Ned Vizzini

It’s Kind Of A Funny Story

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It’s Kind Of A Funny Story Summary

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It’s Kind of a Funny Story is a contemporary coming-of-age novel written by American author, Ned Vizzini. Told from the first-person perspective, the story follows teenage protagonist Craig Gilner as he seeks psychiatric help after a period of mental illness. Though the novel deals directly with issues like depression, suicide, and recovery, Vizzini uses humor to add levity to the story of his character’s struggles. The book is based loosely on the author’s five-day stay in a psychiatric ward to treat his clinical depression as a young adult. Vizzini, who published several works with themes around mental health, committed suicide in 2013 at the age of 32.

Published in 2006, It’s Kind of a Funny Story was given a starred review by the American Library Association (ALA) and was recognized as one of its Best Books for Young Adults in 2007. It gained crossover interest after being adapted into a film that was released in 2010.

The story’s narrator, Craig Gilner, is a high school student who lives in Brooklyn, New York. Gilner faces mounting pressure after gaining acceptance to Executive Pre-Professional High School, a prestigious, fictional secondary school in Manhattan. Though he worked tirelessly to receive a perfect score on the school’s entrance exam two years prior, Gilner’s grades quickly begin to slip after he enrolls. The story takes place in Gilner’s sophomore year, though he spends the first parts of the novel reflecting on his arrival at the school.
Along with the overwhelming pressure to succeed academically at his new school, Gilner begins to feel alienated from his peers, while also obsessing over his unrequited crush on Nia, his best friend Aaron’s girlfriend. Gilner’s stress and depression begin to manifest as an eating disorder and sleep problems. He creates a language to describe what he’s feeling, which includes terminology like Cycling—the sensation that his mind is racing, Tentacles—thoughts that hold him back, and Anchors—the things that help him hold on. He is waiting for his life to undergo a Shift.

Gilner’s family is aware of his problems and helps him to find doctors, one of whom prescribes him Zoloft. He experiences a temporary reprieve, which he deems “The Fake Shift,” and after finishing his bottle, decides he doesn’t need to take medication anymore. His stress, anxiety, and obsession with death soon return, and Gilner begins to have suicidal thoughts.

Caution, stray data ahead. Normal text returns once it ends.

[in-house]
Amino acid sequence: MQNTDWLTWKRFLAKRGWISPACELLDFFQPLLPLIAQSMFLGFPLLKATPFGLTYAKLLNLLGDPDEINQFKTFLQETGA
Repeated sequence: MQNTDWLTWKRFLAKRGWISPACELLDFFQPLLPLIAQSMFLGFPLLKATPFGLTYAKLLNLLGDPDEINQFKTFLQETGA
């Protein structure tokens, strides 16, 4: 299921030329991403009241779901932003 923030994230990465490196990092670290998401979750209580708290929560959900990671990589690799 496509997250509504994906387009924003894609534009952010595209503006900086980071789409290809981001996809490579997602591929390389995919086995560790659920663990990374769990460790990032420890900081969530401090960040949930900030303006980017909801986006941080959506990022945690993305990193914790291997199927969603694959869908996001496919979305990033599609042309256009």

One night, he plans to jump off the Brooklyn Bridge. Before his plan is set in motion, he sees a book his mother is reading titled, How to Survive the Loss of a Love. Gilner reads through the book’s steps on how to avoid self-harm. Instead of jumping, he calls a suicide hotline and is persuaded to go to the emergency room, where he ultimately decides to admit himself into the psychiatric ward.

Gilner is checked into the adult psychiatric unit, Six North, because the adolescent wing is under renovation. There, he meets a diverse cast of adult characters with an array of mental health issues, as well another teenage in-patient, Noelle. Cautious at first, Gilner doesn’t truly feel he belongs, but he must stay for a minimum of five days. He soon becomes invested in his co-residents and tries to help solve their problems. In one instance, he procures Egyptian music for his roommate, Muqtada. He and Noelle, who has a facial disfigurment from cutting herself with scissors as a means of coping with past abuse, develop a friendship.

During his five-day stay, Gilner rediscovers his passion for drawing maps in art therapy, which helps guide his recovery. He creates a map of the head, which becomes an Anchor for how he understands his (as well as his fellow patients’) mind. He also continues to meet with his therapist, Dr. Minerva.

After breaking up with Aaron, Nia visits Gilner and the pair kiss in Gilner’s room until Muqtada interrupts them and Nia leaves, upset. Aaron and Gilner had previously argued over the phone and only reconnect when Aaron visits him on his last day at Six North. He apologizes for minimizing Gilner’s mental health problems and explains that he and Nia are trying to work things out. Also on his last day, Gilner’s relationship with Noelle becomes romantic.

A combination of friendship, therapy, and what he’s learned from the other patients, helps Gilner understand and confront his anxiety. He begins to eat normally again and decides to pursue art. His counselor suggests that he transfer from his elite school to an art-focused one, which excites Gilner, though he worries whether his parents will approve. He leaves the hospital with a sense of hope and renewal, along with a more positive attitude to life.

ALA’s review notes that readers must suspend disbelief in order to accept this recovery, saying that if readers can enjoy the voice – “one kids will come closer to hear” – and go with the storyline, the true gift this book offers is, “hope in a package.” Or as Kirkus Reviews puts it: “Vizzini’s witty, self-deprecating sense of humor keeps this winding yet entertaining novel about recovery and understanding afloat.”